Despite Apple claiming it had patched the Rootpipe vulnerability with a software update in early April, a security researcher has shown it is still possible to exploit even on a machine running the latest version of Mac OS X.
Revealed over six months ago, Rootpipe is a vulnerability in Apple's desktop operating system, Mac OS X, which could give an attacker root access to the system - though to fully exploit the flaw a hacker would have had to gained local access to the computer, likely though exploiting some other software first.
The vulnerability was discovered by Swedish security researcher Emil Kvarnhammar who reported the issue to Apple, and after initially being ignored, was asked by the technology giant to withhold publishing details about Rootpipe until the company was able to publish a patch for the software.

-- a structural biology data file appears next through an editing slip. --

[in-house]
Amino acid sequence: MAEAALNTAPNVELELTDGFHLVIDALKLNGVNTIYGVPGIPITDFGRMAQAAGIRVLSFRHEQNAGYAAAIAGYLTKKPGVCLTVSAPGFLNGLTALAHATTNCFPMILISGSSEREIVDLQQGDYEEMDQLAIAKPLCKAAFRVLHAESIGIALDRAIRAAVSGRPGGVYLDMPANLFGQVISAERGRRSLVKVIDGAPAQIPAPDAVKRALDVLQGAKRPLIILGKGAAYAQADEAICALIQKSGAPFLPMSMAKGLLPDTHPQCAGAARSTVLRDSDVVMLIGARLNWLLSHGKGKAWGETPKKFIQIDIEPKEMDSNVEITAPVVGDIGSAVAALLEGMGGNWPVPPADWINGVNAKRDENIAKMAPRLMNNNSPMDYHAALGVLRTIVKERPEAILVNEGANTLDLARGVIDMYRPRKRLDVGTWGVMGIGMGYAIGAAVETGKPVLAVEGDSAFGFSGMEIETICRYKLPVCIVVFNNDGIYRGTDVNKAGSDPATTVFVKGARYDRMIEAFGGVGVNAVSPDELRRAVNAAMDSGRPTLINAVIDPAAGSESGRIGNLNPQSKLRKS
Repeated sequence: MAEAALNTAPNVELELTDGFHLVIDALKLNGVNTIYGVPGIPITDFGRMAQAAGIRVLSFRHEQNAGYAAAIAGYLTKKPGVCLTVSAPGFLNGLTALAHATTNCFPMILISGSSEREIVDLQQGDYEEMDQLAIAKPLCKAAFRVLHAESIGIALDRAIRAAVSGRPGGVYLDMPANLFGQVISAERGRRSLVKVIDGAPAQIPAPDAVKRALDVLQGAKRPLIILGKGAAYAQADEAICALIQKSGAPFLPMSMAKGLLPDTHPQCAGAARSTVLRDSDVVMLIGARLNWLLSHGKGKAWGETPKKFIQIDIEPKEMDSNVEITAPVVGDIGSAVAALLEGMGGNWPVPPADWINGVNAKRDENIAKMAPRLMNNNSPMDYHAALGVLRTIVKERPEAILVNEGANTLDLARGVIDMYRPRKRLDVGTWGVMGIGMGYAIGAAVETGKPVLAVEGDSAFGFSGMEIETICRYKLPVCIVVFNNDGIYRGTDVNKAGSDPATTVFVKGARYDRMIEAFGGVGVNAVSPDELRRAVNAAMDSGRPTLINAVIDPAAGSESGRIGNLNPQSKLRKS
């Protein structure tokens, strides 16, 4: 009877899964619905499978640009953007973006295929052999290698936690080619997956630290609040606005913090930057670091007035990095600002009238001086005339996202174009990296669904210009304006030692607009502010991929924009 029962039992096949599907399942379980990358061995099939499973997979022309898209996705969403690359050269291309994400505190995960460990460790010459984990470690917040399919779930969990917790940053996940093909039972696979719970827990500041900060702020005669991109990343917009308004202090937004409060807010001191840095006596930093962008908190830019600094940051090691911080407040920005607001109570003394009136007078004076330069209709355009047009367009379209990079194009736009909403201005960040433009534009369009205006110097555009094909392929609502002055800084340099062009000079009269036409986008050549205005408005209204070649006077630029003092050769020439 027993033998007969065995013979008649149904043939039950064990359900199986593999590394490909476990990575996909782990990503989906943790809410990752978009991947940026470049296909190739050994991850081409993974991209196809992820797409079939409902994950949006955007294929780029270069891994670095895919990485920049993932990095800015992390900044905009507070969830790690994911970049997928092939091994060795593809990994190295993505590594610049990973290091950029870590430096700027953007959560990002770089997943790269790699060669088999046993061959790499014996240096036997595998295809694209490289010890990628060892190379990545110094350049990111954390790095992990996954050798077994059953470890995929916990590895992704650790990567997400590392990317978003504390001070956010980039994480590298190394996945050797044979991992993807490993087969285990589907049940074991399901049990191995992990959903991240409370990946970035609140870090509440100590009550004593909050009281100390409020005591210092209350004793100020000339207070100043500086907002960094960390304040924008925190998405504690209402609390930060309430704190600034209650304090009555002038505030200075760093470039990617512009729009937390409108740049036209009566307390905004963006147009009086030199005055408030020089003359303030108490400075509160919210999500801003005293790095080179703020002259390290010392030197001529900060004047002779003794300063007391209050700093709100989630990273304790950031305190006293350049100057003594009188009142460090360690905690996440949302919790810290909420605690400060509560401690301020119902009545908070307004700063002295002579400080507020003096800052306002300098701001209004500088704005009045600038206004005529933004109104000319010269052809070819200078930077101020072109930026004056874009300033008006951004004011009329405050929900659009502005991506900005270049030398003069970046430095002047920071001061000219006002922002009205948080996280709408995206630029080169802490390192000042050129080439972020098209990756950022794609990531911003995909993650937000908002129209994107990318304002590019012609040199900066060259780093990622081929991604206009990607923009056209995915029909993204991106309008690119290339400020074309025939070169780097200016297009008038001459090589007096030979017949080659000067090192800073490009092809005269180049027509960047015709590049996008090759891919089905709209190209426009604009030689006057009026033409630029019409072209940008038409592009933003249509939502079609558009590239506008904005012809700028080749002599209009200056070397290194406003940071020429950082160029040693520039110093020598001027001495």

At the time, Kvarnhammar said his deal with Apple would see him reveal the details in mid-January when the tech giant would issue a patch, but that patch didn't come until April, a full six months after the Rootpipe vulnerability was first reported.
Apple announced that it had patched the vulnerability in its 10.10.3 software update, however this only fixed the problem for users running Mac OS X Yosemite with Apple saying that it would not be fixing the problem for those using Mac OS X 10.9.x or earlier, leaving a lot of people vulnerable.
However, it looks as if now, Apple has left all Mac OS X users vulnerable despite the flaw.
Security researcher Patrick Wardle from Synack published a blog detailing how he was able to exploit the vulnerability on his own fully-patch Mac OS X 10.10.3 system using a "novel yet trivial" method.
While Wardle has released details of the exploit, he has posted the following video showing the vulnerability in action:
Waddle has provided Apple with the technical details of the exploit but the world's most valuable company hasn't commented on the Rootpipe issue yet.